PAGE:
“So…what’re we doing today?” The quizzical stares, the deer-in-the-headlight eyes, always haunt me at some of the meetings I held my first few attempts at creating a cool club meeting. (If you’re looking for ideas that aren’t in person, see the post “COVID-19: Can Anime Clubs Survive?“)
To avoid disastrous moments of awkward silence and “let’s get out of here” whispers, here are a few ideas you and your officers can do:
Birthday Race – Make two teams. Within a time limit, the members must make a line sorted by birth dates. The team to make the line first is the winner.
Meishi or Business Card Game – Make pairs. Each pair will get a 3 cards. They’ll write their names on the cards. On the back of each card are stamps. Each stamp is worth different points. The members don’t know how much each stamp is worth until the end of the activity. Members will first introduce their friends (“This is Amy”). One person from each pair will janken or play Rock-Paper-Scissor. The winners will take one of the losers’ cards. Members who lose all of their cards must sit down. Once most of the class has sat down, the activity should end. Show the members the points per stamp. The pair with the most points wins.
Pass the Present – Wrap a small present with 6 to 10 layers of wrapping paper or newspaper. Play a Japanese song as the members pass the present around. When the music stops, the member holding the present must answer a question before unwrapping a layer. The game ends when someone finally unwraps the last layer and claims the present.
Suguroku – Give each member a worksheet. The members will play janken or Rock-Paper-Scissor with each other. The winner will become A. The loser will become B. The loser must answer the winner’s question and sign in the appropriate box. Now the winner can go forward by one box.
Truth or Lie – Members will say or write 3 things about themselves. Only 1 of the 3 statements will be a lie. The other members will guess which is a lie.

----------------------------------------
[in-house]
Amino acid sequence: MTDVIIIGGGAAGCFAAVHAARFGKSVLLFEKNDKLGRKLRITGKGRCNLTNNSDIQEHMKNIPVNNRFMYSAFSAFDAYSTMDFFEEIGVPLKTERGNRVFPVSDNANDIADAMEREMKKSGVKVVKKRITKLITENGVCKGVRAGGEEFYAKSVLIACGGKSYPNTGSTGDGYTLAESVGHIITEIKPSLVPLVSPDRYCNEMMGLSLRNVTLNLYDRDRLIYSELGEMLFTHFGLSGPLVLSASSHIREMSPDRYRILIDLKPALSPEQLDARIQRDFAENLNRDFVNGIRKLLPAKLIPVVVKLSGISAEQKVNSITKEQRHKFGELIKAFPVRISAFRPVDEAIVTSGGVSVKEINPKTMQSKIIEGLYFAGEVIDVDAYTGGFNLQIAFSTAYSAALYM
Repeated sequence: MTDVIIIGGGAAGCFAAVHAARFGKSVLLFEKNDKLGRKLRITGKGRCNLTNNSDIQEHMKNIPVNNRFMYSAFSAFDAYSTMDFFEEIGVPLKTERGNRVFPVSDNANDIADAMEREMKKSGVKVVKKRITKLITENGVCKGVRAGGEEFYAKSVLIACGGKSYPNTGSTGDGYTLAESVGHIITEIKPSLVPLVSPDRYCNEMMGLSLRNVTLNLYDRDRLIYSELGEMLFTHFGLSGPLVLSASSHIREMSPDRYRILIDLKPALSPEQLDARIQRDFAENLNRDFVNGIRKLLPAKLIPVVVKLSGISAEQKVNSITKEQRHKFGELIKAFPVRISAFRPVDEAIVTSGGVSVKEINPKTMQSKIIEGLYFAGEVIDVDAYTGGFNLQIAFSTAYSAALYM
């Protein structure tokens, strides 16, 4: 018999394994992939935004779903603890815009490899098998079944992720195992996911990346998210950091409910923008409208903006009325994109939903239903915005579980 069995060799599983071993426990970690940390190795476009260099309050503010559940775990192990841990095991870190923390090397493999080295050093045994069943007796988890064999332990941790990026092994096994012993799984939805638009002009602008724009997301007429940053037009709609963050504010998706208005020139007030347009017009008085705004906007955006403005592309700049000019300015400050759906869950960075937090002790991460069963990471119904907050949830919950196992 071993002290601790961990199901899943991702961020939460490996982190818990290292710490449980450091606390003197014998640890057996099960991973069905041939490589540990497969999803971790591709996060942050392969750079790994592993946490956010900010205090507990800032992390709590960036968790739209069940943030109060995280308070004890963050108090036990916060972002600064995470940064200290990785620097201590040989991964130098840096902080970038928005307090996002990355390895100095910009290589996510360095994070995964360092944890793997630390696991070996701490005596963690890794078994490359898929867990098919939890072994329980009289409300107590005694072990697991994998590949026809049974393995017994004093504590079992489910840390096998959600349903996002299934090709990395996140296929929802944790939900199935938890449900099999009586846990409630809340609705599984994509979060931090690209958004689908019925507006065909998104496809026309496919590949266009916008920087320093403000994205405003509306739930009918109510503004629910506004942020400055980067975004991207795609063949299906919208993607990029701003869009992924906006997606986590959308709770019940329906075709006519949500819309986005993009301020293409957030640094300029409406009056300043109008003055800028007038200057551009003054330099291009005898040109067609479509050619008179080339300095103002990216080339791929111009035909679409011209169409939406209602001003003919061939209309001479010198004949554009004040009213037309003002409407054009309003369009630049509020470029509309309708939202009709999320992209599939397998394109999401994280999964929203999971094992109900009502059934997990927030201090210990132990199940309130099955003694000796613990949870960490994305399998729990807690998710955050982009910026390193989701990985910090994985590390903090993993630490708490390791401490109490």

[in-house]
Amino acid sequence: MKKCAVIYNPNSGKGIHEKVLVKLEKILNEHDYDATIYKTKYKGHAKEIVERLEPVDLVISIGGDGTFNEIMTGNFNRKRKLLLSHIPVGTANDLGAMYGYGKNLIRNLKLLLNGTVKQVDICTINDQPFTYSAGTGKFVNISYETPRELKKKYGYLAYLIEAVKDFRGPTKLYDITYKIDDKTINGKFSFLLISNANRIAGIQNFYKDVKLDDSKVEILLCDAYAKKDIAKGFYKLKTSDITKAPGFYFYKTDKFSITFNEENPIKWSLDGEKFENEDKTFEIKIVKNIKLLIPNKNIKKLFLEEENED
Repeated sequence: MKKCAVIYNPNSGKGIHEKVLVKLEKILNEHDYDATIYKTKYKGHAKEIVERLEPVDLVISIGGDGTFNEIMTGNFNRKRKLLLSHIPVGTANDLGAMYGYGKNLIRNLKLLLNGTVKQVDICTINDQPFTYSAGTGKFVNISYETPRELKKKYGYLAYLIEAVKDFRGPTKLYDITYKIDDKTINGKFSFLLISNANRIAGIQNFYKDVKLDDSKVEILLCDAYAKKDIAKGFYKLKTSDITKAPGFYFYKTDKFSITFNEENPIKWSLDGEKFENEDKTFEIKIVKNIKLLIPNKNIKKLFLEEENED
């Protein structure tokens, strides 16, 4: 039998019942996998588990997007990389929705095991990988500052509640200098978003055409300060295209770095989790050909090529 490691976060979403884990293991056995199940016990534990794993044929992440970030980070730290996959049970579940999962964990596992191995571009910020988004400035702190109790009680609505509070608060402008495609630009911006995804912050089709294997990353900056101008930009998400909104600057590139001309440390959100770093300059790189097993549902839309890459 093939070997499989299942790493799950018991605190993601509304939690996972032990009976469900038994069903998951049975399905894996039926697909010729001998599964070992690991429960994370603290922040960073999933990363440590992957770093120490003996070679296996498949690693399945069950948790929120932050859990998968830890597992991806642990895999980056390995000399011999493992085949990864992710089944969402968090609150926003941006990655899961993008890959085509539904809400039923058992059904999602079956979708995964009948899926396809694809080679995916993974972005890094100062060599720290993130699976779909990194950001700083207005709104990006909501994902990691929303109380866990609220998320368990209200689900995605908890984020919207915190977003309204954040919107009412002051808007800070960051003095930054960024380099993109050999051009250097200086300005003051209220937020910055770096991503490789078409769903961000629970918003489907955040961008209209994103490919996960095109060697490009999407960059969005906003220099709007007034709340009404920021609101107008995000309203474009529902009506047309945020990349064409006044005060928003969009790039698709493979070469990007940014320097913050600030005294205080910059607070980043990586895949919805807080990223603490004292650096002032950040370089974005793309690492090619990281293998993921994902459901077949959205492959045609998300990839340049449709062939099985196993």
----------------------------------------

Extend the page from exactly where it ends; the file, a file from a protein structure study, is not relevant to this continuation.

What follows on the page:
Fruits Basket – The members will sit in a big circle. One chair will be removed, so one person will stand in the middle of the circle. The member in the center of the circle will say a statement about themselves (“I am sixteen years old”). If any of the sitting members can say the same thing about themselves (“I’m sixteen years old too”), they will change seats. When the moderator of the game says “Fruits Basket”, everyone will change seats.
The Hot Seat / Taboo – Members will split into teams. Each team will pick a new “hot seat” person. The “hot seat” person will sit in a chair facing their team. The “hot seat” person can’t see the board. The team will pick a category (ex: Japanese Food, Shoujo Anime). There are 10 words in each category (Shoujo Anime might have High School Debut, Ouran High School Host Club, Skip Beat, Honey x Clover, Otomen, Kimi ni Todoke, Lovely Complex, Peach Girl, NANA, Sailor Moon). The team can’t say any of the words in the category. They can only give hints to the word. Give them a time limit. If the “hot seat” person can say the words on the board within the time limit, they get one point per word.
Karuta– Make many cards with Japan-related pictures (kimono, chopsticks, rice, sushi, sashimi). Put the members in small groups. Each group will get a set of the cards and they will spread them out evenly on the tables. The caller (whomever is calling out the Japanese words) will say the words in Japanese. The members must hit the correct picture card to get a point. The member with the most picture cards is the winner.
Ninja – This game has the same rules as Red Light, Green Light.
Shiritori – One person says or writes a title or word from an anime, manga, Japanese video game, song, or movie. The next person will say or write a word starting with the last letter from the first person. For example, if Person A says “Dragon Ball”, Person B will say a word starting with L (Love Hina, Legal Drug, Loveless).
Decorate paper fans.
Do a manga or anime swap.
Do a manzai, or stand-up comedy, day.
Do Japanese calligraphy. Get some Japanese calligraphy brushes, inks, and papers and learn to write basic kanji (calligraphy) or your names.
Do Japanese story-telling, or rakugo. You can watch a video, bring in a rakugo artist, or you can do it yourselves (think of it as funny campfire tales).
Have a haiku contest or haiku reading day.
Knit or crochet stuffed animals or mascots (also known as amigurumi).
Learn the borrowed Japanese words used in English.
Learn the dance steps to popular songs from artists like Vocaloid, AKB48, and ARASHI.
Look up popular Japanese fashions from Harajuku, Tokyo, and Shinjuku.
Make buttons with your favorite anime, manga, or Japanese characters.
Make felt animals or mascots.
Make hanging paper koi.
Make keychains with your favorite anime, manga, or Japanese characters.
Make paper lanterns.
Make T-shirts of favorite anime, manga, or Japanese characters.
Make your Japanese name. Find the meaning of your name in Japanese or make up your own Japanese name. Remember, the kanji, or Chinese characters, are important to the meaning of your Japanese name.